A decline in sales tax revenues because of the economic recession has forced a prioritization among city of Independence projects, but the individual sales taxes are fulfilling promises once made to taxpayers.

A decline in sales tax revenues because of the economic recession has forced a prioritization among city of Independence projects, but the individual sales taxes are fulfilling promises once made to taxpayers.

The city’s chairmen of the storm-water, public safety, street and park sales tax oversight committees conveyed this message during their six-month progress reports before the Independence City Council Monday night. An independent, volunteer-based committee oversees each of the city’s sales tax initiatives and their respective projects.

“In some cases, the economy is really making it a challenge to continue on the same pace we had been,” City Manager Robert Heacock said. “We’re not at the point where we’re not fulfilling any of the projects we promised, but we’re definitely having to pinch pennies on some of the projects.”



Storm water

The purpose of the storm-water program is to preserve natural systems, to maintain existing systems and to build new systems, said R. Scott Smith, storm-water sales tax oversight committee chairman. Citizens passed the one-quarter of 1 percent storm-water sales tax in 2001, and it is set to expire at the end of 2010.

“It is a never-ending battle, and there is much more to do,” Smith said, adding that conversations to renew the sales tax should begin soon.

Sales tax and accrued interest revenues were down from fiscal year 2007-2008 to 2008-2009. The storm-water sales tax and interest generated $4,034,302 in 2008-2009 compared to $4,389,826 in 2007-2008.

Construction and pollution control accounts for 64 percent of the storm-water sales tax spending, with 28 percent devoted to improved maintenance and 8 percent to management and administration. More recently, the U.S. Geological Survey and Independence Water Pollution Control staff members surveyed Spring Branch, East Fire Prairie and Rock creeks, as well as Little Blue River, this summer. These surveys included taking water samples and running tests to check their conductivity and pH, Smith said.

The effects of storm-water capital improvement projects aren’t always visible to residents, Heacock said, but they help make Independence a more livable city.

“It’s more than just fixing underground pipes,” he said. “It’s about quality of life.”



Public safety – fire

Independence’s public safety sales tax is separated between the fire and police departments. The city’s voters approved a fire protection sales tax in August 2004 that generated one-quarter of 1 percent revenue for four years, beginning in January 2005. This year, the sales tax decreased to one-eighth of 1 percent for an additional eight years.

The fire sales tax initially was projected to generate $35.2 million, but the projected total has been reduced to $34 million because of decreased retail sales, said Tom Weir, public safety fire tax oversight committee chairman.

The fire sales tax revenue has recently funded a new computer-aided dispatching and records management system, $213,470; paramedic training, $9,000; the live burn training facility that opened in June, $2.6 million; Fire Station No. 3 that opened in August, $3,103,568; interior remodeling at Fire stations 6, 8, 9 and 10, $230,610; ongoing renovations at Fire Station No. 1, $400,410; and one new shift commanders’ vehicle, $31,312.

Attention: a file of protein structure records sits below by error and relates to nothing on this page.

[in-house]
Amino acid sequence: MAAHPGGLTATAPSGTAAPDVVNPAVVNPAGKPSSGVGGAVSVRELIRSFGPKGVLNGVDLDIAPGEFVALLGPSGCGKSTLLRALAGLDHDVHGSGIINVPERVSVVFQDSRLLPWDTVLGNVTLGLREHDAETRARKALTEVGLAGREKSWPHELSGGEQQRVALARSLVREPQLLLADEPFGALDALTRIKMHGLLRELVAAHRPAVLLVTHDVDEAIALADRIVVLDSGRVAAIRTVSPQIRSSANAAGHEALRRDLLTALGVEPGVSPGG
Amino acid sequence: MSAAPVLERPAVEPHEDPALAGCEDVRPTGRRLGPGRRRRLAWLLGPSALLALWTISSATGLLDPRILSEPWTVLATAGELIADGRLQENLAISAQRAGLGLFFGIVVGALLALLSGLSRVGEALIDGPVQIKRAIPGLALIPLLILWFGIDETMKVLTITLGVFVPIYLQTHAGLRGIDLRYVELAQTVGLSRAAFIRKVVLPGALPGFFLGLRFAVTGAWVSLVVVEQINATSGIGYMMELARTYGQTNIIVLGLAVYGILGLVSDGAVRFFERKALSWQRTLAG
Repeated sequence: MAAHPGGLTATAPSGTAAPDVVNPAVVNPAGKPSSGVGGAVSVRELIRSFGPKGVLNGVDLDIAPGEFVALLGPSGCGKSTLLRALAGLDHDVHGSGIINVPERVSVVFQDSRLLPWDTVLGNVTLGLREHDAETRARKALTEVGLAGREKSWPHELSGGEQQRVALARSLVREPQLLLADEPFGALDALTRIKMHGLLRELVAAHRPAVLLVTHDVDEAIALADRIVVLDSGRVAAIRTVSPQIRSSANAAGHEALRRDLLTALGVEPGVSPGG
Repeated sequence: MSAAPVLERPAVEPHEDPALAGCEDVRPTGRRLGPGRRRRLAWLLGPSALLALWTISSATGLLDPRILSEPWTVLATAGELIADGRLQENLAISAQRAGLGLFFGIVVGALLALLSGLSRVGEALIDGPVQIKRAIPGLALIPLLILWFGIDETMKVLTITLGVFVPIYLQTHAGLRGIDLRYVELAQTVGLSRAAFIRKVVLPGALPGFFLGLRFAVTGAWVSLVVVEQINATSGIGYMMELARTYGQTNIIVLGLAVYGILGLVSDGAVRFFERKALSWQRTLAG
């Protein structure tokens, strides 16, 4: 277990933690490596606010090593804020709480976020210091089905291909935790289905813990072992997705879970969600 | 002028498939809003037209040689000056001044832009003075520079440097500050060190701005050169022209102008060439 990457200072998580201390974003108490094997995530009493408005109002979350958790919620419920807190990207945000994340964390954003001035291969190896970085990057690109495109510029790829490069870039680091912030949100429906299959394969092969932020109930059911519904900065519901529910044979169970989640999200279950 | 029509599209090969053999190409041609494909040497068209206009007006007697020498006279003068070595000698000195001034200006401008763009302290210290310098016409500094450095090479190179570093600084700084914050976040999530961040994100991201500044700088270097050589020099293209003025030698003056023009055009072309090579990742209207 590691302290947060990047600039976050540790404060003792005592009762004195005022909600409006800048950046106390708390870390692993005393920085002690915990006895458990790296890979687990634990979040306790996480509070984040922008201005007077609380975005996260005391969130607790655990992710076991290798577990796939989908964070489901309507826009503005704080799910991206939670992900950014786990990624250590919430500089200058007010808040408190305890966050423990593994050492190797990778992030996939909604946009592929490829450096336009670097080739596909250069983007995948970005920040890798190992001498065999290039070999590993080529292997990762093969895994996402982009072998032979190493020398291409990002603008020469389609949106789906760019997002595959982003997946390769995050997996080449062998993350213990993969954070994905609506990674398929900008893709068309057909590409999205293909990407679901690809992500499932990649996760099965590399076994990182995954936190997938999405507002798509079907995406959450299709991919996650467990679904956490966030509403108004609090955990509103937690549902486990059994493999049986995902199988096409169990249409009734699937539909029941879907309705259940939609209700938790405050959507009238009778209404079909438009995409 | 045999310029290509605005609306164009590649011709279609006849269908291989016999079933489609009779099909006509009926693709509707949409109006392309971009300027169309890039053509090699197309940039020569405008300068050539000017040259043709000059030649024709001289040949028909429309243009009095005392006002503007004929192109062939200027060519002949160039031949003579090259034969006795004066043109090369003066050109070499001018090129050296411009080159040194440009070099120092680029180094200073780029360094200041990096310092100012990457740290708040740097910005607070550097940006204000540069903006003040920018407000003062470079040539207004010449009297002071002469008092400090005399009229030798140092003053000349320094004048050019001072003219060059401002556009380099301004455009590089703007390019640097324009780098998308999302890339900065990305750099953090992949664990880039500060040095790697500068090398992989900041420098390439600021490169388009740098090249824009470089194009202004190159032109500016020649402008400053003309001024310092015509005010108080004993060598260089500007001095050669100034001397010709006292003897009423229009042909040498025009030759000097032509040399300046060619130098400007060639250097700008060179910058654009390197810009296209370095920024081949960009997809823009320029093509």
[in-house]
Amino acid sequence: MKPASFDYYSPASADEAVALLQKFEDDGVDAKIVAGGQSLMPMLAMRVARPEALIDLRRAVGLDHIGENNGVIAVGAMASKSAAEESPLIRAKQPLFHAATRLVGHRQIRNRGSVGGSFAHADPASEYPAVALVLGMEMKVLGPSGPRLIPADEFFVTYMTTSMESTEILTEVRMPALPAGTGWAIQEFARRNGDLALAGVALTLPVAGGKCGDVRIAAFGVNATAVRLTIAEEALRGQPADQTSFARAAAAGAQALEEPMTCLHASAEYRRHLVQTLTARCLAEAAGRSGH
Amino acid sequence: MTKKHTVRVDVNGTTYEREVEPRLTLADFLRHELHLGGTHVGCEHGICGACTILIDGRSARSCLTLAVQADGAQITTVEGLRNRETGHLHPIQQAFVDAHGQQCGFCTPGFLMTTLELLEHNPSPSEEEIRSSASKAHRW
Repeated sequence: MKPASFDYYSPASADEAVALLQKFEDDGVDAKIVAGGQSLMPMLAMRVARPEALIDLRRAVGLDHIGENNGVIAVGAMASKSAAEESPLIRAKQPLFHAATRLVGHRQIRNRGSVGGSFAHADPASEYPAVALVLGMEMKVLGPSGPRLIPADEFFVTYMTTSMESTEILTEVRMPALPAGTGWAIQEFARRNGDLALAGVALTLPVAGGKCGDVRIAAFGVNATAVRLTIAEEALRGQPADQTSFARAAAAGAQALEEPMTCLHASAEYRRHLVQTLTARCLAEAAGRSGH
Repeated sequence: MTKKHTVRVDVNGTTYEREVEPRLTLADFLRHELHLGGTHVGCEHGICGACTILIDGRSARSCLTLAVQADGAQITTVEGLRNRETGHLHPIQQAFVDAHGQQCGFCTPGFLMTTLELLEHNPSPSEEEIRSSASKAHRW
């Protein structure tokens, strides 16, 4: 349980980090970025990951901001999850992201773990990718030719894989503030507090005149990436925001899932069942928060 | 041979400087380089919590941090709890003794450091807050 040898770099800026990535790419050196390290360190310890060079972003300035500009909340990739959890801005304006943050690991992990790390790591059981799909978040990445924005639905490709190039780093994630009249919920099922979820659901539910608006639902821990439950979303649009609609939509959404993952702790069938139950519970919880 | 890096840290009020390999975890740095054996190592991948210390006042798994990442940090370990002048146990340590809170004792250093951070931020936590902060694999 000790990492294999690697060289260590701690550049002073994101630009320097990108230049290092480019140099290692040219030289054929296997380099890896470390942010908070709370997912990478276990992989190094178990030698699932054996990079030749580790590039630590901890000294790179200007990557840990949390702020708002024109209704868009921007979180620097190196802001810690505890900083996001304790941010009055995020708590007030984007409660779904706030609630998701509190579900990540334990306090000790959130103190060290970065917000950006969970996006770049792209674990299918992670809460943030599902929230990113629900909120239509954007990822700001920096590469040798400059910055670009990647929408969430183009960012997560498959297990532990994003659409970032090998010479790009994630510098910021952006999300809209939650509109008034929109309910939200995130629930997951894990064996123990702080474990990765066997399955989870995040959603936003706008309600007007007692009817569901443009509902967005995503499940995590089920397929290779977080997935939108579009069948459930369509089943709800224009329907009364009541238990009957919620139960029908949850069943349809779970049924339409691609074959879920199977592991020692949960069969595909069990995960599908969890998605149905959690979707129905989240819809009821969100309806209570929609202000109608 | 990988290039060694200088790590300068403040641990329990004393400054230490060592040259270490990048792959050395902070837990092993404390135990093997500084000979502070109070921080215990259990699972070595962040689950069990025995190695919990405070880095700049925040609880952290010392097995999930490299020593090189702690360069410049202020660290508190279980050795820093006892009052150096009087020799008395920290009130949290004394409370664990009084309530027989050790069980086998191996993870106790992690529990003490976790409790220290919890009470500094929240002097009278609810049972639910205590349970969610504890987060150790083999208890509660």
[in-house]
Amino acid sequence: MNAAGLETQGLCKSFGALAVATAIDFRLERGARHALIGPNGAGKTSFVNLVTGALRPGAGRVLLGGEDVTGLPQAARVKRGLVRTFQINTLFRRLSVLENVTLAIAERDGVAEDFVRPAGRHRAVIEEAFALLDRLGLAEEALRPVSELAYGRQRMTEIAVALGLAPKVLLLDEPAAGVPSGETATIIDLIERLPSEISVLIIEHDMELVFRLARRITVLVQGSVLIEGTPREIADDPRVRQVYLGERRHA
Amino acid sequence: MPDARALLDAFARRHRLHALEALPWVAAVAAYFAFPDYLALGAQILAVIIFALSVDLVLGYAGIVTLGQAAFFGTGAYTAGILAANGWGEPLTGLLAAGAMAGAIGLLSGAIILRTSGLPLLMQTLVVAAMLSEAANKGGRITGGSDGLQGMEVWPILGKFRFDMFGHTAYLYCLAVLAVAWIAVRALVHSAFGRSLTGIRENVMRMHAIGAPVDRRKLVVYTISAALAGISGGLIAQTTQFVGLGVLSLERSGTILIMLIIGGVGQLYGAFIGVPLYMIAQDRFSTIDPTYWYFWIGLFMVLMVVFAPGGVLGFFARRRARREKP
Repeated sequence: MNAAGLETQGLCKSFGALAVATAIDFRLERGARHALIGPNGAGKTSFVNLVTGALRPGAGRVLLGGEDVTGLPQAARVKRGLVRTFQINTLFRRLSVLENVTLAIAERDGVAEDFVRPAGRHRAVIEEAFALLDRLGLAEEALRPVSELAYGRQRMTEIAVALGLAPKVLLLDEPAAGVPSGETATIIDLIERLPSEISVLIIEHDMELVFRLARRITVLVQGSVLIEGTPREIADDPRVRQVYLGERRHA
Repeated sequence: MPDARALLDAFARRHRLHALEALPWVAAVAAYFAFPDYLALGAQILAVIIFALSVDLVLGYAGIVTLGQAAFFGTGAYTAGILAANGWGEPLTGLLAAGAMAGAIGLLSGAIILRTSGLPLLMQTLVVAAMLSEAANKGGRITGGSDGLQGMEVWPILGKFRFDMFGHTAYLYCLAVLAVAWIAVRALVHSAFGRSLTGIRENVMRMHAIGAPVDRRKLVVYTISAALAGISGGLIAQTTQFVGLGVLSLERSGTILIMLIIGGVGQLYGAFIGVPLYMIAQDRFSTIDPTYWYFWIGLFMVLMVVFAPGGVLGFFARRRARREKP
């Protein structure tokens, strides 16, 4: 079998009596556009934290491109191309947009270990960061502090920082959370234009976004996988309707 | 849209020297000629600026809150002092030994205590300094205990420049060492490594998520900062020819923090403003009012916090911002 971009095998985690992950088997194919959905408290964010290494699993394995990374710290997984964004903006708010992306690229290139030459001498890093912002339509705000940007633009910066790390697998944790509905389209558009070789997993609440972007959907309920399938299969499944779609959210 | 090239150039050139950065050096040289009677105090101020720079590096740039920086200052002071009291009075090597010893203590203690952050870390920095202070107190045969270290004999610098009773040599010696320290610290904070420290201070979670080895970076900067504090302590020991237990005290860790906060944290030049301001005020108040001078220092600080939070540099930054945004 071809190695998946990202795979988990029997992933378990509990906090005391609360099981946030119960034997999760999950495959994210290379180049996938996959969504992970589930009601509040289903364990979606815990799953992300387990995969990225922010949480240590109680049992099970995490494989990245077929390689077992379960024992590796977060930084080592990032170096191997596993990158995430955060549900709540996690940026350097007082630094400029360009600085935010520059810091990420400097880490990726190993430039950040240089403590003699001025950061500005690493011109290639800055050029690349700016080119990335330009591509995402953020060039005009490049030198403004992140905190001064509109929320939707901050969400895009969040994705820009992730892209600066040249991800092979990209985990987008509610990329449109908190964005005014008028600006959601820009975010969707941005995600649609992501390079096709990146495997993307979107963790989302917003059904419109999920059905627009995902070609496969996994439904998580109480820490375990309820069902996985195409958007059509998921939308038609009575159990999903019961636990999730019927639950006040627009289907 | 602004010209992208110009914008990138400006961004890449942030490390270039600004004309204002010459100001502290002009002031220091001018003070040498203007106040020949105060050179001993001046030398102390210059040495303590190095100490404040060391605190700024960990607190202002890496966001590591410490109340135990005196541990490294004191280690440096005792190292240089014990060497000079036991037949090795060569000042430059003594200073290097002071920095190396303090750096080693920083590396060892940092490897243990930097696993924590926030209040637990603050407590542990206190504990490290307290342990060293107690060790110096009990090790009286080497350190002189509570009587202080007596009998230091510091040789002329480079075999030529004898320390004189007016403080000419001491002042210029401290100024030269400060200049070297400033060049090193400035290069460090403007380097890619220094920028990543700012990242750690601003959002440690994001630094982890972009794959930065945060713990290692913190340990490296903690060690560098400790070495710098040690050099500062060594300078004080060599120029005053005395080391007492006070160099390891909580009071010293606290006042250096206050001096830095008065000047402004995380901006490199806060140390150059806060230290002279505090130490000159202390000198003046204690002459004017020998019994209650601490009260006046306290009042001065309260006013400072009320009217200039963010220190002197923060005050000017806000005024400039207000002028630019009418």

Public safety – police

Independence voters approved the one-eighth of 1 percent police public safety sales tax in August 2004. Set aside specifically for capital improvements, the tax was originally projected to generate $26.4 million through the end of 2016.

Significant police department purchases since April include exercise and locker room upgrades, $1,605; a patrol transport wagon and equipment, $38,764; and 16 Ford Crown Victoria vehicles, $372,688.

Ongoing expenditures include police vehicles and maintenance; in-car computers; the special operations facility maintenance; and the 700 MHz radio agreement and maintenance.



Streets

The one-half percent streets sales tax will sunset at the end of 2019. The 11-year program started this year with nine projects, including street overlay, the 23rd Street and Noland Road intersection, Jackson Drive, Salisbury Road, Little Blue Parkway and the Bly Road Bridge, 39th Street from Noland Road to Crysler Avenue, sidewalks to parks and sidewalks to schools.

Twenty-five miles of street overlay took place in 2009, and the project is complete for the year, said Bill Baker, streets sales tax oversight committee chairman. Construction is now underway on the 23rd Street and Noland Road intersection, Jackson Drive, Salisbury Road and Little Blue Parkway projects.



Parks

The parks and recreation sales tax took effect in January 2004, with one-eighth cent for parks and recreation and an additional one-eight cent devoted for capital improvements.

The fiscal year 2008-2009 estimated revenues were $3,857,852, while the fiscal year 2009-2010 estimated revenues are $4,022,720. (These are only estimated revenue streams.)

“We spend what we get,” said Frank Benson III, parks sales tax oversight committee chairman. “It has been our policy to not spend what we don’t get.” 

Existing parks projects include the Independence Athletic Complex, the Rock Creek multi-use trail, the park revitalization program and family recreation programs.



COMBAT

During Monday’s City Council study session, Jackson County Executive Mike Sanders also made a brief presentation about the upcoming election to renew the COMBAT tax on Tuesday. The Community Backed Anti-drug Tax, first enacted in 1989, helps fund drug prevention and treatment services.